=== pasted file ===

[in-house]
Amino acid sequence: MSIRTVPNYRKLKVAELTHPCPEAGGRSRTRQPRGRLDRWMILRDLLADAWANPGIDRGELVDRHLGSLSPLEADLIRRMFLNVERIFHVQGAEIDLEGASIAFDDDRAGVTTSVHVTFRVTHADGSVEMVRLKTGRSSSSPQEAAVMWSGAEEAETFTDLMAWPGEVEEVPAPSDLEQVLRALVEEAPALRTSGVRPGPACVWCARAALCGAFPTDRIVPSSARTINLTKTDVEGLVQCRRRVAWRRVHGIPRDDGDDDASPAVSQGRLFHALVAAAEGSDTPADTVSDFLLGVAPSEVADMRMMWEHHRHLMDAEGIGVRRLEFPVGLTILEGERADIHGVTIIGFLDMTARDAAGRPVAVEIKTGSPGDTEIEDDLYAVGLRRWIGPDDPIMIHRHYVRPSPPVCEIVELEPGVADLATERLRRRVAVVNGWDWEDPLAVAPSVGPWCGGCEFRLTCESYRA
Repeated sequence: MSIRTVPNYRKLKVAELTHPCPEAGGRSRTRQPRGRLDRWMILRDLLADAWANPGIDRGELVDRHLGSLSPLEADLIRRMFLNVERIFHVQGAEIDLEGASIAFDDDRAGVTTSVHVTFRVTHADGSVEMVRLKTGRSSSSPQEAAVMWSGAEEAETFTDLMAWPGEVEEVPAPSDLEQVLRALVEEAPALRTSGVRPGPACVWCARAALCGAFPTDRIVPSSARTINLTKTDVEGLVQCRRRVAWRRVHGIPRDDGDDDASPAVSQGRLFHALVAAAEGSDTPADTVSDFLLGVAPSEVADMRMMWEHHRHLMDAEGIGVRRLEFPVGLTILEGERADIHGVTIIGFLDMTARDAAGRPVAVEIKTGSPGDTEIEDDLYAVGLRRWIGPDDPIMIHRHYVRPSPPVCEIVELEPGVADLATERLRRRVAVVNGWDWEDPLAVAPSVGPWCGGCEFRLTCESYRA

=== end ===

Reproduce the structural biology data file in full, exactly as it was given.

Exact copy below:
[in-house]
Amino acid sequence: MSIRTVPNYRKLKVAELTHPCPEAGGRSRTRQPRGRLDRWMILRDLLADAWANPGIDRGELVDRHLGSLSPLEADLIRRMFLNVERIFHVQGAEIDLEGASIAFDDDRAGVTTSVHVTFRVTHADGSVEMVRLKTGRSSSSPQEAAVMWSGAEEAETFTDLMAWPGEVEEVPAPSDLEQVLRALVEEAPALRTSGVRPGPACVWCARAALCGAFPTDRIVPSSARTINLTKTDVEGLVQCRRRVAWRRVHGIPRDDGDDDASPAVSQGRLFHALVAAAEGSDTPADTVSDFLLGVAPSEVADMRMMWEHHRHLMDAEGIGVRRLEFPVGLTILEGERADIHGVTIIGFLDMTARDAAGRPVAVEIKTGSPGDTEIEDDLYAVGLRRWIGPDDPIMIHRHYVRPSPPVCEIVELEPGVADLATERLRRRVAVVNGWDWEDPLAVAPSVGPWCGGCEFRLTCESYRA
Repeated sequence: MSIRTVPNYRKLKVAELTHPCPEAGGRSRTRQPRGRLDRWMILRDLLADAWANPGIDRGELVDRHLGSLSPLEADLIRRMFLNVERIFHVQGAEIDLEGASIAFDDDRAGVTTSVHVTFRVTHADGSVEMVRLKTGRSSSSPQEAAVMWSGAEEAETFTDLMAWPGEVEEVPAPSDLEQVLRALVEEAPALRTSGVRPGPACVWCARAALCGAFPTDRIVPSSARTINLTKTDVEGLVQCRRRVAWRRVHGIPRDDGDDDASPAVSQGRLFHALVAAAEGSDTPADTVSDFLLGVAPSEVADMRMMWEHHRHLMDAEGIGVRRLEFPVGLTILEGERADIHGVTIIGFLDMTARDAAGRPVAVEIKTGSPGDTEIEDDLYAVGLRRWIGPDDPIMIHRHYVRPSPPVCEIVELEPGVADLATERLRRRVAVVNGWDWEDPLAVAPSVGPWCGGCEFRLTCESYRA